Geralyn Graham, accused of smothering her chubby-cheeked foster child with a pillow, escaped a murder conviction Friday by one jurors vote.
But she will not escape punishment.
All 12 Miami-Dade jurors, emotionally exhausted by two days of deliberations, agreed that Graham abused and kidnapped 4-year-old foster child Rilya Wilson.
She faces up to life in prison. Sentencing date: Feb. 12.
In all likelihood, Graham, 67, now convicted of aggravated child abuse and kidnapping, will die in prison. And little Rilyas body has yet to be found, a lingering and tragic chapter in the history of Floridas often-embattled child welfare agency.
There are many ways to achieve justice, and the fact that they didnt come back on a murder charge doesnt mean that justice was not done for Rilya Wilson, said Miami-Dade prosecutor Joshua Weintraub. But we can ensure that this woman never leaves the prison system, and that ensures justice.
Nevertheless, three jurors who asked not to be identified interviewed by The Miami Herald came away frustrated that one lone hold-out refused to budge from her position that there was no firm evidence that Graham killed Rilya.
Graham was the last person with the child, and her multiple lies about what happened to Rilya helped sway one juror toward a guilty conviction for murder.
It was very intense, she said, tearfully. We did the best we could but we cannot force someone. Its against the rules. Its very sad. Nobody cared about this kid from day one.
Another juror said the group carefully reviewed the testimony. The holdout couldnt see the evidence as the rest of us did, he said.
And, a third: We were heartbroken. We were devastated because 11 of us knew she was guilty.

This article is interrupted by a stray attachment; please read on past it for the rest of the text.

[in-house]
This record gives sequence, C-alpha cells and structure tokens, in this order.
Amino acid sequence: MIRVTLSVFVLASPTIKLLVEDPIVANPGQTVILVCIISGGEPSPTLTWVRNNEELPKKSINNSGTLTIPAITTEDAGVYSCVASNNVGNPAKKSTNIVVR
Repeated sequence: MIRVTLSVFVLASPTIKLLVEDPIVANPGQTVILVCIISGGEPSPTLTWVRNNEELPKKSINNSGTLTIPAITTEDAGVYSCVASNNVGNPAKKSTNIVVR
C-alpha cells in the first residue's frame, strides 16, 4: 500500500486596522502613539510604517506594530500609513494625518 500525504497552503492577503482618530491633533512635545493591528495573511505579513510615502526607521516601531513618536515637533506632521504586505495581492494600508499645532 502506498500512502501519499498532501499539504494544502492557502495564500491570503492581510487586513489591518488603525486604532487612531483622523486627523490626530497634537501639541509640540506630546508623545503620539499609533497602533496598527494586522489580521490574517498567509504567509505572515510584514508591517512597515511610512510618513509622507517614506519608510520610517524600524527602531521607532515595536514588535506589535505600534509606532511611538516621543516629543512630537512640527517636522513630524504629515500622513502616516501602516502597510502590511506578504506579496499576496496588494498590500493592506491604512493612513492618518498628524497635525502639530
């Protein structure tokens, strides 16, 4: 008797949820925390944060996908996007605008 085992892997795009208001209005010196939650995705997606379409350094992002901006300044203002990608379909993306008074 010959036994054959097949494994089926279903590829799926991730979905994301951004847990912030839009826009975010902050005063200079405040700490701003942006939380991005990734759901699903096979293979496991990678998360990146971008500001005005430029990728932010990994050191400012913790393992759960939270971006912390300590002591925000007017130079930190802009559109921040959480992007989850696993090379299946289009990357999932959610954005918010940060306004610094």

The holdout juror could not be reached for comment. Defense attorney Michael Matters applauded the holdout for voting with her conscience.
That person should receive a medal, he said.
As for Graham, She was very stoic, Matters said. She knows that at the sentencing, there is a good likelihood that shell get maxed out.
Rilya, born to a crack-addicted mother, was placed in Grahams Kendall home in early 2000 by the Florida Department of Children and Families.
It was not until April 2002 that a caseworker discovered that the girl was no longer there.
Graham insisted that an unknown DCF employee a tall light-skinned woman with a Caribbean accent whisked the child away for a mental health evaluation, never to return.
In the ensuing upheaval at the agency, investigators discovered that Rilyas caseworker, Deborah Muskelly, had failed to monitor the child. She later was convicted of fraud related to her DCF work.
Soon after, Graham was arrested and in February 2003, jurors convicted her of fraud for using a friends ID to buy an SUV. Less than a year later, based on incriminating statements from her domestic partner, Graham was charged with aggravated child abuse of Rilya.
Her partner, Pamela Graham, no relation, agreed to plead guilty to a lesser charge of child neglect.
Getting a conviction on the charges was never an easy task. With no confession from Graham, no eyewitnesses, no forensic evidence and no body, prosecutors had to weave a circumstantial case.